All newt species are protected in Europe, including the UK, with varying levels of protection. The great crested newt is considered to be the most in danger and therefore has the highest level of protection such that disturbing them or habitat where they are known to be, killing, possessing and selling live or even dead specimens, is illegal.

I’d never seen a newt of any species until this so it was great to see them and be able to get a few photographs too, after spending the evening prior in the pub in pursuit of the obvious topical simile!

Favourite wildlife moments of 2010

As we rush pell mell towards 2011 I thought I’d compile a list of my top 10 wildlife moments of 2010. I decided a little over a year ago that I was going to start a blog but it took until September of this year to actually get on the case and do it. But now it is up and running I’ve realised it’s one of the best things I’ve ever done. I’ve always derived a huge amount of pleasure from watching wildlife wherever I’ve travelled, in the UK and to more exotic locations. From snorkelling with green turtles over the coral reefs of the Seychelles to kayaking with orcas in the Canadian Pacific Ocean… and sitting in my dining room in Histon watching numerous species of small songbird frequenting my garden in the freezing winter weather.

But in 2010 these have been my favourite wildlife events (mostly within around 2 miles of where I live!):

10. Starting ‘The Naturephile’ and realising there are people out there who want to read it.

9. Garden spider: my garden was full of these little predators in September and October, filling my garden with webs such that negotiating the gauntlet to put the bins out became my job. Non-negotiable. I posted on them in October (post entitled ‘Araneus diadematus‘) when I got a great series of pictures of Shelob consuming a much smaller male just outside my back door:

That’s him wrapped up in the parcel of silk. Lunch.

8. Swifts in Histon: My photographic skills aren’t up to capturing good photographs of swifts but there were numerous individuals in the air all over the village in 2010. They were screeching up Station Road in Impington as I cycled home from work and 20-30 were regularly hunting insects over the fields north of Histon. There was a period in mid summer when every time a window or door was opened at home they could be heard overhead.  I hope they return here in the same numbers next year when I’ll try harder to get some pictures to share with you.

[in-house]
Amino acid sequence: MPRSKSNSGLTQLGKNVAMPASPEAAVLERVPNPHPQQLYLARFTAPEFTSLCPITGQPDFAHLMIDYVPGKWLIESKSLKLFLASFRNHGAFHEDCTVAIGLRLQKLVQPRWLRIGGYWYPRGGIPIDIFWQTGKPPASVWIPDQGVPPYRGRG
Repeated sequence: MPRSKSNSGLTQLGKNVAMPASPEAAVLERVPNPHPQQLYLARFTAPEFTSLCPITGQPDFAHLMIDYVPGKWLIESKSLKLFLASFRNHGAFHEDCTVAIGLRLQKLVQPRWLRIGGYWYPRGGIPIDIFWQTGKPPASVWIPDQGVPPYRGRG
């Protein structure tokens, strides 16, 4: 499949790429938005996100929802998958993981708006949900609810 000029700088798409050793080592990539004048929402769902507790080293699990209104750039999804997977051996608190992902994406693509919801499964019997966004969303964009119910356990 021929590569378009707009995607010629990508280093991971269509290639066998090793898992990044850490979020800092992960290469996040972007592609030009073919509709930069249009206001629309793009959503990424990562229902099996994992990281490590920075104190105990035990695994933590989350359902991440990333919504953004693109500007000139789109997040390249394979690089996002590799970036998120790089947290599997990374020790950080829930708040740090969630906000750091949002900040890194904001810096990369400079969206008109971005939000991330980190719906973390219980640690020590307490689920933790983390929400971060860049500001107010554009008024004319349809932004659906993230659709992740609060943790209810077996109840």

7. Marsh harrier in Histon: It’s very exciting to see big, rare birds of prey, particularly when they’re not expected. After the harvest this year there was a spell of several weeks where virtually all the birds seemed to have disappeared from my normal walking route. And one morning whilst mooching across the field lamenting the fact, a BIG bird hoved into view, low and approximately a quarter of a mile away. So calling the dog to heel, we sat down and waited. It flew to the opposite side of the field and quartered the long grass the full length of the field right in front of me – around 150-200m away – it was an immature male marsh harrier:

Marsh harrier hunting on the edge of Histon


After failing to find prey he ascended to approximately treetop height and disappeared over Histon to the south heading towards Cambridge.

6. Bullfinch: unlike fruit farmers I love bullfinch – they’re exquisite. When I was a child at home they were regular winter visitors but since then they have become exceedingly uncommon. I saw two in a tree near Girton a couple of months ago whilst walking with my ornithologist friend, David, and since then have seen them in and around Guns Lane in Histon several times. On one ocasion there were four, so I’ve gone from seeing on average one every 3-4 years to seeing 3-4 individuals at one time. A cock bullfinch flying over low against a royal blue sky is a sight to behold! Alas, I’ve no photographs yet, but hopefully this time next year…

5. Waxwing: My encounter with waxwing was described in a recent post simply entitled ‘The Waxwing‘. Myself and my friend Joe spent a freezing cold hour lurking under rowan trees on Brimley Road in north Cambridge and were very adequately rewarded with the presence of seven waxwing, which as well as being wonderfully photogenic were also highly amenable to being photographed. Consequently I managed to get a few nice pictures despite the filthy weather and low light: